So long as the PBoC anchors the Yuan, life is good in Asia FX.
But with the market now pricing that an economic recovery will come sooner in China/Asia, there's now rotation of US assets into Asia, which is supporting Asian FX. The market is still in desperate need of US dollars, but they need them at much cheaper levels so they’re hoping that a Fed emergency rate could be what the doctor ordered.
Frankly, I'm not falling head over heels on this trade as I cringe at the thought of taking on risk near the epicenter of the issue while ignoring the fact of a massive wave of secondary outbreaks.
I could have just put my Monday oil commentary on a loop this week: "The World is getting Spooky" and "We should not underestimate the economic disruption as a super spreader could trigger a massive drop in business activity around the globe of proportions the world has never dealt with before".
News that Saudi Arabia is moving to cut March oil supplies to China by at least 500,000 barrels per day have apparently prompted a "renewed commitment" in the allies “to build a consensus for joint action in mitigating the current hyper volatility in the market", Secretary-General Mohammed Barkindo said. Sure, this lip service has provided a modicum of support, but is it a day late and a penny short as, with Saudi Arabia trimming exports to China, the impact can be adequately quantified. On any level, this news is not good.
Markets moved sharply lower overnight, with equity futures and oil prices falling further as oil prices are moving tangentially to news flows around the deluge of secondary cluster outbreaks. And for the oil market, none are more worrying than those reports emanating from the US market which is the biggest consumer of oil on the planet by a long shot.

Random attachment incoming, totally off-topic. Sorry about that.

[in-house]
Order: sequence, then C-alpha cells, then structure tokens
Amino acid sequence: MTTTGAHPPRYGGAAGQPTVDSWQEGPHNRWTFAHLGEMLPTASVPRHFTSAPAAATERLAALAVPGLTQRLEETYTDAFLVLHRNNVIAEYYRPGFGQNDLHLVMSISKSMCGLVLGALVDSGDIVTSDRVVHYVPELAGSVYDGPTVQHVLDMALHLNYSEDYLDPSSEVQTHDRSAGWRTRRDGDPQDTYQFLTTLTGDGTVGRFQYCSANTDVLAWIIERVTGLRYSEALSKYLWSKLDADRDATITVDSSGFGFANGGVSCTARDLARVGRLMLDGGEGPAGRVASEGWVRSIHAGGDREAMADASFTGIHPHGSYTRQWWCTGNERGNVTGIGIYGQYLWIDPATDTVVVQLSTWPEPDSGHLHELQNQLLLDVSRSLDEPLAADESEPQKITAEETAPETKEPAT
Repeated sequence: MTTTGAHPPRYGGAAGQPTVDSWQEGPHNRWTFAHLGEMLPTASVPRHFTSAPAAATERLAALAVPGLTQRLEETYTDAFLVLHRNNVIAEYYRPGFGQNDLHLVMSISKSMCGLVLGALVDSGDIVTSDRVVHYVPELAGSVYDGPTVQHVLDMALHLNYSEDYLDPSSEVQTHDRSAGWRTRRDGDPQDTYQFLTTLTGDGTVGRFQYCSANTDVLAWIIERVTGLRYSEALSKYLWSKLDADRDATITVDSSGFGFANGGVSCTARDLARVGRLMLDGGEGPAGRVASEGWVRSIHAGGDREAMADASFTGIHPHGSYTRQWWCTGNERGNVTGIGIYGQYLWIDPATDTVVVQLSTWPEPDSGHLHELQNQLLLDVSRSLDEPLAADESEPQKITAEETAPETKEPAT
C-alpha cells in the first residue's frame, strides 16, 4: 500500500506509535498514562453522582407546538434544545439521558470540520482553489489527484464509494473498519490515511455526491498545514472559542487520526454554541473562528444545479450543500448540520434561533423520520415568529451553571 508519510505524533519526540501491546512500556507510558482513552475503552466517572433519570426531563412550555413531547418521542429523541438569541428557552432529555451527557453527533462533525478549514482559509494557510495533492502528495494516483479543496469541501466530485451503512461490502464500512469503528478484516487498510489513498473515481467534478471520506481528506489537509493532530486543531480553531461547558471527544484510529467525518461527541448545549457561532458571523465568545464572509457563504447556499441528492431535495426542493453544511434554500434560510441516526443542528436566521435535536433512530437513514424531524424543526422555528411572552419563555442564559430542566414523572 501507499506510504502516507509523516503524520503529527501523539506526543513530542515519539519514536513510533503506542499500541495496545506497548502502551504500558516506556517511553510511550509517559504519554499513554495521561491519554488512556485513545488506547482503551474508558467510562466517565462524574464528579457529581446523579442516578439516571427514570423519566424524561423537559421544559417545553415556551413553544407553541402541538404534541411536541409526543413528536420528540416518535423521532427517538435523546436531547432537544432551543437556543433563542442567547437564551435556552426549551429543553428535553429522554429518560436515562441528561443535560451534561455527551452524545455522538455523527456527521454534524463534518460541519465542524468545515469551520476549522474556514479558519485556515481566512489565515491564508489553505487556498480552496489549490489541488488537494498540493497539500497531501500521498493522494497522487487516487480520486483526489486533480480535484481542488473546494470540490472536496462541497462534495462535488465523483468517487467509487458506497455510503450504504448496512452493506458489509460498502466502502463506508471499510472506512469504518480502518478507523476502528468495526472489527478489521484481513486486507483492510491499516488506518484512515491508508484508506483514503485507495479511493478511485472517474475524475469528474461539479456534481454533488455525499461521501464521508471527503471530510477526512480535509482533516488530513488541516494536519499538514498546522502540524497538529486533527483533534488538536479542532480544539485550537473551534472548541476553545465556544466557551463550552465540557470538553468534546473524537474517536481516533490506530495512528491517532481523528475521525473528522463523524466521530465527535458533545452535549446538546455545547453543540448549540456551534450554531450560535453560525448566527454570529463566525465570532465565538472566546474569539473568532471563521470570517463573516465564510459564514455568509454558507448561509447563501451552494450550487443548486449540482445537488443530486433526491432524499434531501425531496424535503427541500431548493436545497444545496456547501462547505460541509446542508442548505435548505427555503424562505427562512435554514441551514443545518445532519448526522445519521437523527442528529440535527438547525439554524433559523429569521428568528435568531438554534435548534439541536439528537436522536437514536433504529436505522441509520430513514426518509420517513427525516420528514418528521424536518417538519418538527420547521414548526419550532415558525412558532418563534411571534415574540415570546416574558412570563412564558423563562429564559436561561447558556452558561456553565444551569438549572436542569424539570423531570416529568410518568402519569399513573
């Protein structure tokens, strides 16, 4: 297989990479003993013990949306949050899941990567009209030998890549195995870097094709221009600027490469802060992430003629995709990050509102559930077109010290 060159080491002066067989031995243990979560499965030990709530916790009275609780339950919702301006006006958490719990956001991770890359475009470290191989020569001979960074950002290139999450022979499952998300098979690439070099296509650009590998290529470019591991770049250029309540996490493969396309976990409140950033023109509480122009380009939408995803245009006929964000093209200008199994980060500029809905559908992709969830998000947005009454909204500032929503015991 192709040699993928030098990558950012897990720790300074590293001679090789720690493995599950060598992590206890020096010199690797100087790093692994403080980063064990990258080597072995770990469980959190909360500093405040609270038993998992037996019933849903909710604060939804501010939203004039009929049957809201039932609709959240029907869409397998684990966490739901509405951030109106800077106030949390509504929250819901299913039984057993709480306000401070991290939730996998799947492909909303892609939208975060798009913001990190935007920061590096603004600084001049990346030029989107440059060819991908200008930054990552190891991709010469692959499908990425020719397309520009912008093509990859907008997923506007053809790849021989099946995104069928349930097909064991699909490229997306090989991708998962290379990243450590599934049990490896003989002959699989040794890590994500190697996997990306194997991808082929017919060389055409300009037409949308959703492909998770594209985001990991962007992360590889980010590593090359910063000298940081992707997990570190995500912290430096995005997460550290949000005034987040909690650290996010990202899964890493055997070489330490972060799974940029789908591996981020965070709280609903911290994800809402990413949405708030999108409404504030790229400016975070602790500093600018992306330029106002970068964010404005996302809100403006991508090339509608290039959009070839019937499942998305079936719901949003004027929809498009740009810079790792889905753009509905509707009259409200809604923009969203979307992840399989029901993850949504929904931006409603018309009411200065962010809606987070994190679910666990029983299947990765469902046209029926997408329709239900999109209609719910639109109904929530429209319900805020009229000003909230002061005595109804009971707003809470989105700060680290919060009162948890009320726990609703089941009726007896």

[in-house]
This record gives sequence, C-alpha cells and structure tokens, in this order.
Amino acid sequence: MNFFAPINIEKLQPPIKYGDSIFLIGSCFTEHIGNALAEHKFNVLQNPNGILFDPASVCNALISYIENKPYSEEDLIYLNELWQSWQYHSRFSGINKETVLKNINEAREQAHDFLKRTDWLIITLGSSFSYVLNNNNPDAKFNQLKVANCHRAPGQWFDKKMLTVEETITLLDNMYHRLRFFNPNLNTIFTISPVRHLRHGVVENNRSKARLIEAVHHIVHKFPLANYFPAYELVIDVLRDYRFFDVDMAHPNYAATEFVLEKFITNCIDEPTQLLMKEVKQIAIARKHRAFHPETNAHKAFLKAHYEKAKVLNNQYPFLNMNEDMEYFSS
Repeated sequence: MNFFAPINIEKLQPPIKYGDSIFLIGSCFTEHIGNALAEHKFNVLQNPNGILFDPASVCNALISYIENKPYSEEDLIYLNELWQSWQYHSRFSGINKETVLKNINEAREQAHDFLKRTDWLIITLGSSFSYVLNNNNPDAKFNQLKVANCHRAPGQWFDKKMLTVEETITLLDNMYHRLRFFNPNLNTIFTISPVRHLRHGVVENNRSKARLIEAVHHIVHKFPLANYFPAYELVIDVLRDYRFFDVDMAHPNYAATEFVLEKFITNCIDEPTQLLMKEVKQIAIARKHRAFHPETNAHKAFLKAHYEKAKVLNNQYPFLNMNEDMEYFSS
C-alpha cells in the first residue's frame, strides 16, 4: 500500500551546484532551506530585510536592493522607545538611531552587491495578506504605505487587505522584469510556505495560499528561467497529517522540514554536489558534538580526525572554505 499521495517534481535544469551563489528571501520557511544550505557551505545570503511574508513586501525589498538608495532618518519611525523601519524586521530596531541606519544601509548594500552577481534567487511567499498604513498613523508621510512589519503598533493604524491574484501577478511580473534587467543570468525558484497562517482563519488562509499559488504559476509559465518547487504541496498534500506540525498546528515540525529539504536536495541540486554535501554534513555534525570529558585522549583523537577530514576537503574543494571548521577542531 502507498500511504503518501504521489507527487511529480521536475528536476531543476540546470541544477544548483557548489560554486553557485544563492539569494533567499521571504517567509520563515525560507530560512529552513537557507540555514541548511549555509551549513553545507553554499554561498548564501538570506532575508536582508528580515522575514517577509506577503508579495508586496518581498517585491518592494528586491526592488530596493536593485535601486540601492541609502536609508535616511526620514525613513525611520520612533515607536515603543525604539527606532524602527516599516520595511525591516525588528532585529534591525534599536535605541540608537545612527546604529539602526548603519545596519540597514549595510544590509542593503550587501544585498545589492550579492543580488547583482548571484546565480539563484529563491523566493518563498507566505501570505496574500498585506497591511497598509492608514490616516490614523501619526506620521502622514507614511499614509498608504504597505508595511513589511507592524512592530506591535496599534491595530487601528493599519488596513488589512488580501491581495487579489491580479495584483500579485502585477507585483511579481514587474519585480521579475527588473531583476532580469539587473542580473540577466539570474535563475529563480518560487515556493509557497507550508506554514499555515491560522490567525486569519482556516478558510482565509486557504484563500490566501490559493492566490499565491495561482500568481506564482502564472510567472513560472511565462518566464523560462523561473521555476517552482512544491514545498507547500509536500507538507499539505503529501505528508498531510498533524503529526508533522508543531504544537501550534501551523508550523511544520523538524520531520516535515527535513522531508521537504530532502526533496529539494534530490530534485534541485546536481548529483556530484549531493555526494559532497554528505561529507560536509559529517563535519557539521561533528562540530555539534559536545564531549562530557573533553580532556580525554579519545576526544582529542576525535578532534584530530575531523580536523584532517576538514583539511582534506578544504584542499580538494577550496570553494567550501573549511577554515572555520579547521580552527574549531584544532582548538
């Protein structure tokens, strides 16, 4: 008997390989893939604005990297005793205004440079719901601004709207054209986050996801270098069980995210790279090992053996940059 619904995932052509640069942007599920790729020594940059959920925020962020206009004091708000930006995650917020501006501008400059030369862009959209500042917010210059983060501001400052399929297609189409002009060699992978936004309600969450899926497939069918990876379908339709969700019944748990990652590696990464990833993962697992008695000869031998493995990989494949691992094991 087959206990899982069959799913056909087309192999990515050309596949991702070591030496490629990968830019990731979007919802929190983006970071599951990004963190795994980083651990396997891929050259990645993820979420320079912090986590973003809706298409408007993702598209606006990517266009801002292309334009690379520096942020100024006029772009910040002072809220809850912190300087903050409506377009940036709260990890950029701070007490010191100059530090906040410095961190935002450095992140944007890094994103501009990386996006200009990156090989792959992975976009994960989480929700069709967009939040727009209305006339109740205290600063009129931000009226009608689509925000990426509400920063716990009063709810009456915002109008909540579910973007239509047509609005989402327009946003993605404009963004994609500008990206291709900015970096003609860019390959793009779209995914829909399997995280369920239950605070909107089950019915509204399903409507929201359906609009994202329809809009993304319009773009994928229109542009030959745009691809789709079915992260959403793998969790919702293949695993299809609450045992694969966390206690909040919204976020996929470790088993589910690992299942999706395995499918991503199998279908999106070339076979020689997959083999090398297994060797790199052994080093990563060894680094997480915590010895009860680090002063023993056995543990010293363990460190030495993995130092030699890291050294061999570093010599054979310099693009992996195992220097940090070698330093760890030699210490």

WTI has a sub $45 stamped all over it before the US shale producer self-correcting supply mechanism kicks in when US wells go offline due to breakeven concerns, so while there’s probably some downside juice to be squeezed the sentiment-crushing sell-off could temper somewhat when factoring in the apparent OPEC call to action.
China's manufacturing PMI for February is expected to fall to 45, the lowest level since the global financial crisis. China is the biggest driver of year-on-year demand growth, and confirmation of a weaker economy will weigh on sentiment for oil.
But here’s the thing: it's extraordinary that the market is pricing in 45 when China’s colossal manufacturing complex has been shuttered for a month andthe lights in China's industrial heartland are starting to flicker.
There is no denying gold's "haven" credentials are getting questioned in light of gold's tepid performance, with nary a bounce in sight. It should be particularly worrying for gold bulls with Treasury yields collapsing, which should have been extremely positive for gold. And the fear index is moving off the red side of the charts.
Risk-free sovereign assets, not gold, is the preference of choice as cross-asset investors grow concerned about the considerable drop in physical demand since the virus hit. So, the bearish aspect of reduced consumer demand amid the economic slowdown could be depressing prices as physical does remain a significant demand channel.
At this stage, given the multitude of correlations, the suggestion is that gold will eventually win the day. It remains a buy on dips given the current backdrop, but intraday volatility is making for challenging conditions at times. Expect support at $1,620 before $1,600; a daily close below $1,580 would be a bit of a trap door event, I would think. But for that to happen, it might take an unlikely U-turn on the virus spread headcount to spook investors out of their long gold position.
Sometimes you have to throw conventional wisdom out the door and just let the good times roll